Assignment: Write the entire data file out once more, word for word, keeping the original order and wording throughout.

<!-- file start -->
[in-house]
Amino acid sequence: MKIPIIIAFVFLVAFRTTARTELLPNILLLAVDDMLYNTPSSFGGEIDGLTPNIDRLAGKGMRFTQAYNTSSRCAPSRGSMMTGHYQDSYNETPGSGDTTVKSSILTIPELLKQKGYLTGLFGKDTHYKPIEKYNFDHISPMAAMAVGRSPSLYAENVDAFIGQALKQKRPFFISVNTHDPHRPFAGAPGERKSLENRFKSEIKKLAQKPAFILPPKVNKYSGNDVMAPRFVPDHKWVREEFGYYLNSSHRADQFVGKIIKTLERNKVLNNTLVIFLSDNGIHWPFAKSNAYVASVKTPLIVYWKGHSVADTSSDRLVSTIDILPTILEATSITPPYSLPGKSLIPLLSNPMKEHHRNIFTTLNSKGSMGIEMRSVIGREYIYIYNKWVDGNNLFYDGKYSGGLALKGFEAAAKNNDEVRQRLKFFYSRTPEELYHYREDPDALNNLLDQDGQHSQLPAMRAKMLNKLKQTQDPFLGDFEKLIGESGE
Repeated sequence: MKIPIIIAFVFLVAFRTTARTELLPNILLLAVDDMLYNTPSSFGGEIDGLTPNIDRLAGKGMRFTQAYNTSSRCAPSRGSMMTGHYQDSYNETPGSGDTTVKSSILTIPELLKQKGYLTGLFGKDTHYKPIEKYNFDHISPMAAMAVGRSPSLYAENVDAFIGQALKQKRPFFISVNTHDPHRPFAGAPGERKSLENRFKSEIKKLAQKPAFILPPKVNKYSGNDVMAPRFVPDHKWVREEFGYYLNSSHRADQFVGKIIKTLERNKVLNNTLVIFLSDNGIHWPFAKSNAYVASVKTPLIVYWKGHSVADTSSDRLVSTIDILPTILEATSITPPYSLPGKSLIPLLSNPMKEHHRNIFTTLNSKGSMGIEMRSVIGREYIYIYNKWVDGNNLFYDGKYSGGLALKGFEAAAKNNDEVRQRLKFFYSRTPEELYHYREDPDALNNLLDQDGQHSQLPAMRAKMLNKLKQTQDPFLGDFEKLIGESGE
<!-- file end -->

[in-house]
Amino acid sequence: MKIPIIIAFVFLVAFRTTARTELLPNILLLAVDDMLYNTPSSFGGEIDGLTPNIDRLAGKGMRFTQAYNTSSRCAPSRGSMMTGHYQDSYNETPGSGDTTVKSSILTIPELLKQKGYLTGLFGKDTHYKPIEKYNFDHISPMAAMAVGRSPSLYAENVDAFIGQALKQKRPFFISVNTHDPHRPFAGAPGERKSLENRFKSEIKKLAQKPAFILPPKVNKYSGNDVMAPRFVPDHKWVREEFGYYLNSSHRADQFVGKIIKTLERNKVLNNTLVIFLSDNGIHWPFAKSNAYVASVKTPLIVYWKGHSVADTSSDRLVSTIDILPTILEATSITPPYSLPGKSLIPLLSNPMKEHHRNIFTTLNSKGSMGIEMRSVIGREYIYIYNKWVDGNNLFYDGKYSGGLALKGFEAAAKNNDEVRQRLKFFYSRTPEELYHYREDPDALNNLLDQDGQHSQLPAMRAKMLNKLKQTQDPFLGDFEKLIGESGE
Repeated sequence: MKIPIIIAFVFLVAFRTTARTELLPNILLLAVDDMLYNTPSSFGGEIDGLTPNIDRLAGKGMRFTQAYNTSSRCAPSRGSMMTGHYQDSYNETPGSGDTTVKSSILTIPELLKQKGYLTGLFGKDTHYKPIEKYNFDHISPMAAMAVGRSPSLYAENVDAFIGQALKQKRPFFISVNTHDPHRPFAGAPGERKSLENRFKSEIKKLAQKPAFILPPKVNKYSGNDVMAPRFVPDHKWVREEFGYYLNSSHRADQFVGKIIKTLERNKVLNNTLVIFLSDNGIHWPFAKSNAYVASVKTPLIVYWKGHSVADTSSDRLVSTIDILPTILEATSITPPYSLPGKSLIPLLSNPMKEHHRNIFTTLNSKGSMGIEMRSVIGREYIYIYNKWVDGNNLFYDGKYSGGLALKGFEAAAKNNDEVRQRLKFFYSRTPEELYHYREDPDALNNLLDQDGQHSQLPAMRAKMLNKLKQTQDPFLGDFEKLIGESGE